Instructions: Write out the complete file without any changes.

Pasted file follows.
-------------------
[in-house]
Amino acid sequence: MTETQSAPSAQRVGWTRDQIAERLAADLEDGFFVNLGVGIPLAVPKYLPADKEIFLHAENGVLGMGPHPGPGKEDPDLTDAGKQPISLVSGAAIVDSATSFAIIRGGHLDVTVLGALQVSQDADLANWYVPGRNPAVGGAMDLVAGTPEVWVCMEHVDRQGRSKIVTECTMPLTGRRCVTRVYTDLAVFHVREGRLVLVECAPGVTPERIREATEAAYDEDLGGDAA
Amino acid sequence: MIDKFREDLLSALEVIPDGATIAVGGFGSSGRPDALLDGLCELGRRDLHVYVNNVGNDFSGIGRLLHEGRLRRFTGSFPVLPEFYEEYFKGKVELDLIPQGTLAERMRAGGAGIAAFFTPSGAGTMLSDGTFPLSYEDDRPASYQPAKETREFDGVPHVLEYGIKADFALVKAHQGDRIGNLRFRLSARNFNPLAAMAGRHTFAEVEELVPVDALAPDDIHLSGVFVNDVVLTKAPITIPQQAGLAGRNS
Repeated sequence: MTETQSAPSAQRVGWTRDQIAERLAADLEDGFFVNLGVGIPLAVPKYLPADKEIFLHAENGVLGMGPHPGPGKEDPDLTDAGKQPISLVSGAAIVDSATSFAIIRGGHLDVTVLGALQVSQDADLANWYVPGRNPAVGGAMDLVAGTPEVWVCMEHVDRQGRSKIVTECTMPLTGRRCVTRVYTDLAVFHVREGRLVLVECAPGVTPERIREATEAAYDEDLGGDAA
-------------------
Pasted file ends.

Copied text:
[in-house]
Amino acid sequence: MTETQSAPSAQRVGWTRDQIAERLAADLEDGFFVNLGVGIPLAVPKYLPADKEIFLHAENGVLGMGPHPGPGKEDPDLTDAGKQPISLVSGAAIVDSATSFAIIRGGHLDVTVLGALQVSQDADLANWYVPGRNPAVGGAMDLVAGTPEVWVCMEHVDRQGRSKIVTECTMPLTGRRCVTRVYTDLAVFHVREGRLVLVECAPGVTPERIREATEAAYDEDLGGDAA
Amino acid sequence: MIDKFREDLLSALEVIPDGATIAVGGFGSSGRPDALLDGLCELGRRDLHVYVNNVGNDFSGIGRLLHEGRLRRFTGSFPVLPEFYEEYFKGKVELDLIPQGTLAERMRAGGAGIAAFFTPSGAGTMLSDGTFPLSYEDDRPASYQPAKETREFDGVPHVLEYGIKADFALVKAHQGDRIGNLRFRLSARNFNPLAAMAGRHTFAEVEELVPVDALAPDDIHLSGVFVNDVVLTKAPITIPQQAGLAGRNS
Repeated sequence: MTETQSAPSAQRVGWTRDQIAERLAADLEDGFFVNLGVGIPLAVPKYLPADKEIFLHAENGVLGMGPHPGPGKEDPDLTDAGKQPISLVSGAAIVDSATSFAIIRGGHLDVTVLGALQVSQDADLANWYVPGRNPAVGGAMDLVAGTPEVWVCMEHVDRQGRSKIVTECTMPLTGRRCVTRVYTDLAVFHVREGRLVLVECAPGVTPERIREATEAAYDEDLGGDAA